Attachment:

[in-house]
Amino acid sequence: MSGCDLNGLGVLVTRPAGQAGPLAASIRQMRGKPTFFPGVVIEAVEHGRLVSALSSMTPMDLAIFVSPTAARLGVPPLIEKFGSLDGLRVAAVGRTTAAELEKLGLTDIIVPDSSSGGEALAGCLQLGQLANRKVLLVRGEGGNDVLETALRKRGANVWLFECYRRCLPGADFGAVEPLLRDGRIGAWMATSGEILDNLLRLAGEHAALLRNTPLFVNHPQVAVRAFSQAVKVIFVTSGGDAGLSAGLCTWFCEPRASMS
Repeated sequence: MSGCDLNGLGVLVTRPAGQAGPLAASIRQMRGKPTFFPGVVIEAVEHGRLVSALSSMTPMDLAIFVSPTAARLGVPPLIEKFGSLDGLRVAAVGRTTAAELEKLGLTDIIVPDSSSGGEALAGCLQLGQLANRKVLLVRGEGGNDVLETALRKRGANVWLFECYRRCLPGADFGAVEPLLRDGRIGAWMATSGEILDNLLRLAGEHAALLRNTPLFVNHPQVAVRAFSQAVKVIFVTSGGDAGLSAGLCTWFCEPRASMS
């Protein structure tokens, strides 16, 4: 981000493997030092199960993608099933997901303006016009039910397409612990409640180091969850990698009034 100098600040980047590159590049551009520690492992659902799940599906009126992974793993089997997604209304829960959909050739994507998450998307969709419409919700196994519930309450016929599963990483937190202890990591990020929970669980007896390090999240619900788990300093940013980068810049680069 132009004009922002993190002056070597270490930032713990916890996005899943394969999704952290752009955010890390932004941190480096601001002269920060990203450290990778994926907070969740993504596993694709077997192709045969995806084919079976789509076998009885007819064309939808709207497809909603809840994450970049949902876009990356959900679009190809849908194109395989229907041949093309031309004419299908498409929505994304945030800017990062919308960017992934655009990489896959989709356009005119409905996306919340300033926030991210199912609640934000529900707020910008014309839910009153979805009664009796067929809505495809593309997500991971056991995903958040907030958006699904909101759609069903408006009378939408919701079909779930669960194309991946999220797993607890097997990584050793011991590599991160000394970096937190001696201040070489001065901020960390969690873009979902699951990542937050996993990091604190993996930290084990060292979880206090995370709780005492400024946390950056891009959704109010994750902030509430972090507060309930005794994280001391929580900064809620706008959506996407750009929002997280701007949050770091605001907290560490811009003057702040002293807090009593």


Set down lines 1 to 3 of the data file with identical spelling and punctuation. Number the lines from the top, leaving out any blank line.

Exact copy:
[in-house]
Amino acid sequence: MSGCDLNGLGVLVTRPAGQAGPLAASIRQMRGKPTFFPGVVIEAVEHGRLVSALSSMTPMDLAIFVSPTAARLGVPPLIEKFGSLDGLRVAAVGRTTAAELEKLGLTDIIVPDSSSGGEALAGCLQLGQLANRKVLLVRGEGGNDVLETALRKRGANVWLFECYRRCLPGADFGAVEPLLRDGRIGAWMATSGEILDNLLRLAGEHAALLRNTPLFVNHPQVAVRAFSQAVKVIFVTSGGDAGLSAGLCTWFCEPRASMS
Repeated sequence: MSGCDLNGLGVLVTRPAGQAGPLAASIRQMRGKPTFFPGVVIEAVEHGRLVSALSSMTPMDLAIFVSPTAARLGVPPLIEKFGSLDGLRVAAVGRTTAAELEKLGLTDIIVPDSSSGGEALAGCLQLGQLANRKVLLVRGEGGNDVLETALRKRGANVWLFECYRRCLPGADFGAVEPLLRDGRIGAWMATSGEILDNLLRLAGEHAALLRNTPLFVNHPQVAVRAFSQAVKVIFVTSGGDAGLSAGLCTWFCEPRASMS